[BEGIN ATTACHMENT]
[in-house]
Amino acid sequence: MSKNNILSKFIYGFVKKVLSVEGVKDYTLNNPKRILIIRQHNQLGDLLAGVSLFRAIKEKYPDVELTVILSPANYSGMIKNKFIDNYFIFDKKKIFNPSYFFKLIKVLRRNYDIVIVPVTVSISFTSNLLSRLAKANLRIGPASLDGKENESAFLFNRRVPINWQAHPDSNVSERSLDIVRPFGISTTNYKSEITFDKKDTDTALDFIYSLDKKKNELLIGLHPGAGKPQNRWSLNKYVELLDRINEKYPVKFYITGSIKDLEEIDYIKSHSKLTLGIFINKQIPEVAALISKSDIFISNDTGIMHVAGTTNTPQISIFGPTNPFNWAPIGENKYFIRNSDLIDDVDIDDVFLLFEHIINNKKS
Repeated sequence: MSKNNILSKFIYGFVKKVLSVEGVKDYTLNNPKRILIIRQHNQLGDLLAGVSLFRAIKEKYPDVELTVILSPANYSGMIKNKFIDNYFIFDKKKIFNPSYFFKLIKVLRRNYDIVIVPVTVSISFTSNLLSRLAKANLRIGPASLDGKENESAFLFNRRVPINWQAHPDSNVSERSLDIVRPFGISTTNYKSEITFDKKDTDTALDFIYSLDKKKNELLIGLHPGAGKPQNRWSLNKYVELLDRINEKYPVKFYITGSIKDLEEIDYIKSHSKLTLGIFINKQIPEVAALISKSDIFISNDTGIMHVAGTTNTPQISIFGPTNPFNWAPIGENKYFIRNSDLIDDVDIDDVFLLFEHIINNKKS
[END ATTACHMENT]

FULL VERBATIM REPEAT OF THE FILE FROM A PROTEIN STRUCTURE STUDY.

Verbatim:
[in-house]
Amino acid sequence: MSKNNILSKFIYGFVKKVLSVEGVKDYTLNNPKRILIIRQHNQLGDLLAGVSLFRAIKEKYPDVELTVILSPANYSGMIKNKFIDNYFIFDKKKIFNPSYFFKLIKVLRRNYDIVIVPVTVSISFTSNLLSRLAKANLRIGPASLDGKENESAFLFNRRVPINWQAHPDSNVSERSLDIVRPFGISTTNYKSEITFDKKDTDTALDFIYSLDKKKNELLIGLHPGAGKPQNRWSLNKYVELLDRINEKYPVKFYITGSIKDLEEIDYIKSHSKLTLGIFINKQIPEVAALISKSDIFISNDTGIMHVAGTTNTPQISIFGPTNPFNWAPIGENKYFIRNSDLIDDVDIDDVFLLFEHIINNKKS
Repeated sequence: MSKNNILSKFIYGFVKKVLSVEGVKDYTLNNPKRILIIRQHNQLGDLLAGVSLFRAIKEKYPDVELTVILSPANYSGMIKNKFIDNYFIFDKKKIFNPSYFFKLIKVLRRNYDIVIVPVTVSISFTSNLLSRLAKANLRIGPASLDGKENESAFLFNRRVPINWQAHPDSNVSERSLDIVRPFGISTTNYKSEITFDKKDTDTALDFIYSLDKKKNELLIGLHPGAGKPQNRWSLNKYVELLDRINEKYPVKFYITGSIKDLEEIDYIKSHSKLTLGIFINKQIPEVAALISKSDIFISNDTGIMHVAGTTNTPQISIFGPTNPFNWAPIGENKYFIRNSDLIDDVDIDDVFLLFEHIINNKKS